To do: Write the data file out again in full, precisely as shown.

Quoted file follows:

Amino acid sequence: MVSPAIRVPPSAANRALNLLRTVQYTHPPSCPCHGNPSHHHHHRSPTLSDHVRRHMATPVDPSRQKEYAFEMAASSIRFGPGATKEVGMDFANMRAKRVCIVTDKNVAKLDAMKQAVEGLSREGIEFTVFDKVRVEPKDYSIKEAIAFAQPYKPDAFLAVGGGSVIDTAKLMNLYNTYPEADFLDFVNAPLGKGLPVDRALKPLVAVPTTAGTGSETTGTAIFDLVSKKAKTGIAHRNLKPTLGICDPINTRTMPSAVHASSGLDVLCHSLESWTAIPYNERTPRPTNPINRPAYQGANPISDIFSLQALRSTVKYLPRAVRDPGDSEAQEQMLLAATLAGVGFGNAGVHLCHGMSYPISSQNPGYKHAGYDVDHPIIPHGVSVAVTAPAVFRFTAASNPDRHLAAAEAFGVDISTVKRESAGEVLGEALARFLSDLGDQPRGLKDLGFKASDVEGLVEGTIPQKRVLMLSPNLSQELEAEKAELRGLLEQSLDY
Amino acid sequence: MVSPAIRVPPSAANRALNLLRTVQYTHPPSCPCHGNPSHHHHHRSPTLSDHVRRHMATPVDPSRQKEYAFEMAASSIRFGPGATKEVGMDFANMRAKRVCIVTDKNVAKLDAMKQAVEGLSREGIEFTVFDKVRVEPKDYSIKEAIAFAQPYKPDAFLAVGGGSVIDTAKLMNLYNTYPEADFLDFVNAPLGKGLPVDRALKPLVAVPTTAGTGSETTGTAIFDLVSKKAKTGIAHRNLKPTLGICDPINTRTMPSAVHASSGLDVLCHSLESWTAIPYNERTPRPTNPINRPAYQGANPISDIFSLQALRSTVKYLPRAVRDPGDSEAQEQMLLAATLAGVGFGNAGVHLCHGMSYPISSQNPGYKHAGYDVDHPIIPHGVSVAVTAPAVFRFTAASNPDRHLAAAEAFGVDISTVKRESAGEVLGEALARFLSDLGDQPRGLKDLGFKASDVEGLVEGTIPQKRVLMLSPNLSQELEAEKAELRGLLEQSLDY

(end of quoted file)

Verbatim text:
Amino acid sequence: MVSPAIRVPPSAANRALNLLRTVQYTHPPSCPCHGNPSHHHHHRSPTLSDHVRRHMATPVDPSRQKEYAFEMAASSIRFGPGATKEVGMDFANMRAKRVCIVTDKNVAKLDAMKQAVEGLSREGIEFTVFDKVRVEPKDYSIKEAIAFAQPYKPDAFLAVGGGSVIDTAKLMNLYNTYPEADFLDFVNAPLGKGLPVDRALKPLVAVPTTAGTGSETTGTAIFDLVSKKAKTGIAHRNLKPTLGICDPINTRTMPSAVHASSGLDVLCHSLESWTAIPYNERTPRPTNPINRPAYQGANPISDIFSLQALRSTVKYLPRAVRDPGDSEAQEQMLLAATLAGVGFGNAGVHLCHGMSYPISSQNPGYKHAGYDVDHPIIPHGVSVAVTAPAVFRFTAASNPDRHLAAAEAFGVDISTVKRESAGEVLGEALARFLSDLGDQPRGLKDLGFKASDVEGLVEGTIPQKRVLMLSPNLSQELEAEKAELRGLLEQSLDY
Amino acid sequence: MVSPAIRVPPSAANRALNLLRTVQYTHPPSCPCHGNPSHHHHHRSPTLSDHVRRHMATPVDPSRQKEYAFEMAASSIRFGPGATKEVGMDFANMRAKRVCIVTDKNVAKLDAMKQAVEGLSREGIEFTVFDKVRVEPKDYSIKEAIAFAQPYKPDAFLAVGGGSVIDTAKLMNLYNTYPEADFLDFVNAPLGKGLPVDRALKPLVAVPTTAGTGSETTGTAIFDLVSKKAKTGIAHRNLKPTLGICDPINTRTMPSAVHASSGLDVLCHSLESWTAIPYNERTPRPTNPINRPAYQGANPISDIFSLQALRSTVKYLPRAVRDPGDSEAQEQMLLAATLAGVGFGNAGVHLCHGMSYPISSQNPGYKHAGYDVDHPIIPHGVSVAVTAPAVFRFTAASNPDRHLAAAEAFGVDISTVKRESAGEVLGEALARFLSDLGDQPRGLKDLGFKASDVEGLVEGTIPQKRVLMLSPNLSQELEAEKAELRGLLEQSLDY